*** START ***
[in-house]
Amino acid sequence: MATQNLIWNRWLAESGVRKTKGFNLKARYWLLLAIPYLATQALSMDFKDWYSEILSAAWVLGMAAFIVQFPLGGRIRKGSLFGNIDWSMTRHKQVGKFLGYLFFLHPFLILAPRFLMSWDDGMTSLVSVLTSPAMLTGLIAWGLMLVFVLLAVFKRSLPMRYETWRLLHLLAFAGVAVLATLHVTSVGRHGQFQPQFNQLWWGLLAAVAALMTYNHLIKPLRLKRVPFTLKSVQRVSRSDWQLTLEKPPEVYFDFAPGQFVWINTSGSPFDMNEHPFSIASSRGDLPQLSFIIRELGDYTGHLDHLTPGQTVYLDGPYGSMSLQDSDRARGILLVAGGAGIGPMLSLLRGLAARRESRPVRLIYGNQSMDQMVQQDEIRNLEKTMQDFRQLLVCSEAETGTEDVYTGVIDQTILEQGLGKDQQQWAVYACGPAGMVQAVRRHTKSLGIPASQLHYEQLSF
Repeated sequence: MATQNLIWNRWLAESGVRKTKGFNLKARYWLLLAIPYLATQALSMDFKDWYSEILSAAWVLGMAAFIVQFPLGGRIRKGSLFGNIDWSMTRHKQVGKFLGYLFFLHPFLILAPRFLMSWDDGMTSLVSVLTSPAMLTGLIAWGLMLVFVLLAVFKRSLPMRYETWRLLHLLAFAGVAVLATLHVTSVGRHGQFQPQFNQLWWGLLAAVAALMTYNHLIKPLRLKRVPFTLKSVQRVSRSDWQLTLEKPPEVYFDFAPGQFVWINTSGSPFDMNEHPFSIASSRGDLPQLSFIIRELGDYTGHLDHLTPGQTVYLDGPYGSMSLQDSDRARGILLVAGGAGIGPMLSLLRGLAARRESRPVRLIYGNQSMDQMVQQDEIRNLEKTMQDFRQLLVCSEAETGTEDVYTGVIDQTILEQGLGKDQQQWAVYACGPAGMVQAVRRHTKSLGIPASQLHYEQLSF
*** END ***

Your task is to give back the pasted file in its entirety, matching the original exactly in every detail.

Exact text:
[in-house]
Amino acid sequence: MATQNLIWNRWLAESGVRKTKGFNLKARYWLLLAIPYLATQALSMDFKDWYSEILSAAWVLGMAAFIVQFPLGGRIRKGSLFGNIDWSMTRHKQVGKFLGYLFFLHPFLILAPRFLMSWDDGMTSLVSVLTSPAMLTGLIAWGLMLVFVLLAVFKRSLPMRYETWRLLHLLAFAGVAVLATLHVTSVGRHGQFQPQFNQLWWGLLAAVAALMTYNHLIKPLRLKRVPFTLKSVQRVSRSDWQLTLEKPPEVYFDFAPGQFVWINTSGSPFDMNEHPFSIASSRGDLPQLSFIIRELGDYTGHLDHLTPGQTVYLDGPYGSMSLQDSDRARGILLVAGGAGIGPMLSLLRGLAARRESRPVRLIYGNQSMDQMVQQDEIRNLEKTMQDFRQLLVCSEAETGTEDVYTGVIDQTILEQGLGKDQQQWAVYACGPAGMVQAVRRHTKSLGIPASQLHYEQLSF
Repeated sequence: MATQNLIWNRWLAESGVRKTKGFNLKARYWLLLAIPYLATQALSMDFKDWYSEILSAAWVLGMAAFIVQFPLGGRIRKGSLFGNIDWSMTRHKQVGKFLGYLFFLHPFLILAPRFLMSWDDGMTSLVSVLTSPAMLTGLIAWGLMLVFVLLAVFKRSLPMRYETWRLLHLLAFAGVAVLATLHVTSVGRHGQFQPQFNQLWWGLLAAVAALMTYNHLIKPLRLKRVPFTLKSVQRVSRSDWQLTLEKPPEVYFDFAPGQFVWINTSGSPFDMNEHPFSIASSRGDLPQLSFIIRELGDYTGHLDHLTPGQTVYLDGPYGSMSLQDSDRARGILLVAGGAGIGPMLSLLRGLAARRESRPVRLIYGNQSMDQMVQQDEIRNLEKTMQDFRQLLVCSEAETGTEDVYTGVIDQTILEQGLGKDQQQWAVYACGPAGMVQAVRRHTKSLGIPASQLHYEQLSF